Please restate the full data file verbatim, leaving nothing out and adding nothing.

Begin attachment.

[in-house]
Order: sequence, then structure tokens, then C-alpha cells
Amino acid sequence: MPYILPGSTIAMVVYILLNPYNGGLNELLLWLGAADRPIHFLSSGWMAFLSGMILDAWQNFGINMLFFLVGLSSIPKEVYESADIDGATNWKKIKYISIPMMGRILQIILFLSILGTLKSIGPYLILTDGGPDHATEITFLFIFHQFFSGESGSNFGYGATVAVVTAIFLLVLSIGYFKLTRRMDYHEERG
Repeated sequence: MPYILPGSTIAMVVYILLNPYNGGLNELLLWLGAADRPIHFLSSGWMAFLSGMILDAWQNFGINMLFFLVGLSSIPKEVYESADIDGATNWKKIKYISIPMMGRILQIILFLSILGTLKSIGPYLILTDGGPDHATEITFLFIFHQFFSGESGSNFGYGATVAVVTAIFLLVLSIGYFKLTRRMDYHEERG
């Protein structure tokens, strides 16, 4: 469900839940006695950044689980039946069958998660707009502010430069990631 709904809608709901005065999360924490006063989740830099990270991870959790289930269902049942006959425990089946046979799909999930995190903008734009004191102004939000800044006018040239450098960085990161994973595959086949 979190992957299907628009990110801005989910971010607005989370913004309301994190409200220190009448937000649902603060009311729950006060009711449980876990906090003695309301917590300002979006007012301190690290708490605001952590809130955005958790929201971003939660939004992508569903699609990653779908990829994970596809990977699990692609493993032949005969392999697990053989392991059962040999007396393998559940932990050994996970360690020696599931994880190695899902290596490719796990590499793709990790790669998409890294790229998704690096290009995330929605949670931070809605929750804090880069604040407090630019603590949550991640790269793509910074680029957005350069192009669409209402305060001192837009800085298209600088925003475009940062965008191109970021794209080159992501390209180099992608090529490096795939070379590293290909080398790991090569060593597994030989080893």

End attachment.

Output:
[in-house]
Order: sequence, then structure tokens, then C-alpha cells
Amino acid sequence: MPYILPGSTIAMVVYILLNPYNGGLNELLLWLGAADRPIHFLSSGWMAFLSGMILDAWQNFGINMLFFLVGLSSIPKEVYESADIDGATNWKKIKYISIPMMGRILQIILFLSILGTLKSIGPYLILTDGGPDHATEITFLFIFHQFFSGESGSNFGYGATVAVVTAIFLLVLSIGYFKLTRRMDYHEERG
Repeated sequence: MPYILPGSTIAMVVYILLNPYNGGLNELLLWLGAADRPIHFLSSGWMAFLSGMILDAWQNFGINMLFFLVGLSSIPKEVYESADIDGATNWKKIKYISIPMMGRILQIILFLSILGTLKSIGPYLILTDGGPDHATEITFLFIFHQFFSGESGSNFGYGATVAVVTAIFLLVLSIGYFKLTRRMDYHEERG
């Protein structure tokens, strides 16, 4: 469900839940006695950044689980039946069958998660707009502010430069990631 709904809608709901005065999360924490006063989740830099990270991870959790289930269902049942006959425990089946046979799909999930995190903008734009004191102004939000800044006018040239450098960085990161994973595959086949 979190992957299907628009990110801005989910971010607005989370913004309301994190409200220190009448937000649902603060009311729950006060009711449980876990906090003695309301917590300002979006007012301190690290708490605001952590809130955005958790929201971003939660939004992508569903699609990653779908990829994970596809990977699990692609493993032949005969392999697990053989392991059962040999007396393998559940932990050994996970360690020696599931994880190695899902290596490719796990590499793709990790790669998409890294790229998704690096290009995330929605949670931070809605929750804090880069604040407090630019603590949550991640790269793509910074680029957005350069192009669409209402305060001192837009800085298209600088925003475009940062965008191109970021794209080159992501390209180099992608090529490096795939070379590293290909080398790991090569060593597994030989080893």